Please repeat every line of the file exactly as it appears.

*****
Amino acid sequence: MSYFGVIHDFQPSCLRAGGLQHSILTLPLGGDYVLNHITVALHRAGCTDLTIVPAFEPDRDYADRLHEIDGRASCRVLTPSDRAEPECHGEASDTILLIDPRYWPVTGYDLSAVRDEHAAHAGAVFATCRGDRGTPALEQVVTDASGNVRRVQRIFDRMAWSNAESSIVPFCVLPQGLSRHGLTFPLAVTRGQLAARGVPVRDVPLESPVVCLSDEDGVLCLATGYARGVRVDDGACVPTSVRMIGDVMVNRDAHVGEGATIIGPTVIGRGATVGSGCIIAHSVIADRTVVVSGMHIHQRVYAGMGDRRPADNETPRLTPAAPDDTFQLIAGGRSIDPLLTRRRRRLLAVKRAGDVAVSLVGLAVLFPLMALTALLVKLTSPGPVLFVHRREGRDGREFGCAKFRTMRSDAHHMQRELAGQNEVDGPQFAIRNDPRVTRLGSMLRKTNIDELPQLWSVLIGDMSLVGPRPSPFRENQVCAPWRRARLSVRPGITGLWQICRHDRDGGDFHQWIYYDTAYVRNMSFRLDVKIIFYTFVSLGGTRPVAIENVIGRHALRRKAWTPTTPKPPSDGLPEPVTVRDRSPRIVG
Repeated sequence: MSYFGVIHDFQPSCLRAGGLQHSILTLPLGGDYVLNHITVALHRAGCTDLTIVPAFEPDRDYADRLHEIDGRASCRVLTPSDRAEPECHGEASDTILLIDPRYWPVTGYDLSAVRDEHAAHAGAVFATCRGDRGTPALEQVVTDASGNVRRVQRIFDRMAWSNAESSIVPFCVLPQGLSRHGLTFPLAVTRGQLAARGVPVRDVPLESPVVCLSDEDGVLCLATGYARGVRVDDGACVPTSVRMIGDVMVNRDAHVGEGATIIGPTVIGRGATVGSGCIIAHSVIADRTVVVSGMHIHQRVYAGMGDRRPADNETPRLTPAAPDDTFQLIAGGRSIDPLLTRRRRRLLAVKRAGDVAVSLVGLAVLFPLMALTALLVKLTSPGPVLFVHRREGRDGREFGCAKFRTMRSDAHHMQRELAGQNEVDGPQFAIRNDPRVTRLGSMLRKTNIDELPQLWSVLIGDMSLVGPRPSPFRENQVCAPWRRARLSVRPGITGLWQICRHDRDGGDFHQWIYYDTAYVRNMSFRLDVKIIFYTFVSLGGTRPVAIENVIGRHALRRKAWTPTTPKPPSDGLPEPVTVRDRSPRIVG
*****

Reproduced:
Amino acid sequence: MSYFGVIHDFQPSCLRAGGLQHSILTLPLGGDYVLNHITVALHRAGCTDLTIVPAFEPDRDYADRLHEIDGRASCRVLTPSDRAEPECHGEASDTILLIDPRYWPVTGYDLSAVRDEHAAHAGAVFATCRGDRGTPALEQVVTDASGNVRRVQRIFDRMAWSNAESSIVPFCVLPQGLSRHGLTFPLAVTRGQLAARGVPVRDVPLESPVVCLSDEDGVLCLATGYARGVRVDDGACVPTSVRMIGDVMVNRDAHVGEGATIIGPTVIGRGATVGSGCIIAHSVIADRTVVVSGMHIHQRVYAGMGDRRPADNETPRLTPAAPDDTFQLIAGGRSIDPLLTRRRRRLLAVKRAGDVAVSLVGLAVLFPLMALTALLVKLTSPGPVLFVHRREGRDGREFGCAKFRTMRSDAHHMQRELAGQNEVDGPQFAIRNDPRVTRLGSMLRKTNIDELPQLWSVLIGDMSLVGPRPSPFRENQVCAPWRRARLSVRPGITGLWQICRHDRDGGDFHQWIYYDTAYVRNMSFRLDVKIIFYTFVSLGGTRPVAIENVIGRHALRRKAWTPTTPKPPSDGLPEPVTVRDRSPRIVG
Repeated sequence: MSYFGVIHDFQPSCLRAGGLQHSILTLPLGGDYVLNHITVALHRAGCTDLTIVPAFEPDRDYADRLHEIDGRASCRVLTPSDRAEPECHGEASDTILLIDPRYWPVTGYDLSAVRDEHAAHAGAVFATCRGDRGTPALEQVVTDASGNVRRVQRIFDRMAWSNAESSIVPFCVLPQGLSRHGLTFPLAVTRGQLAARGVPVRDVPLESPVVCLSDEDGVLCLATGYARGVRVDDGACVPTSVRMIGDVMVNRDAHVGEGATIIGPTVIGRGATVGSGCIIAHSVIADRTVVVSGMHIHQRVYAGMGDRRPADNETPRLTPAAPDDTFQLIAGGRSIDPLLTRRRRRLLAVKRAGDVAVSLVGLAVLFPLMALTALLVKLTSPGPVLFVHRREGRDGREFGCAKFRTMRSDAHHMQRELAGQNEVDGPQFAIRNDPRVTRLGSMLRKTNIDELPQLWSVLIGDMSLVGPRPSPFRENQVCAPWRRARLSVRPGITGLWQICRHDRDGGDFHQWIYYDTAYVRNMSFRLDVKIIFYTFVSLGGTRPVAIENVIGRHALRRKAWTPTTPKPPSDGLPEPVTVRDRSPRIVG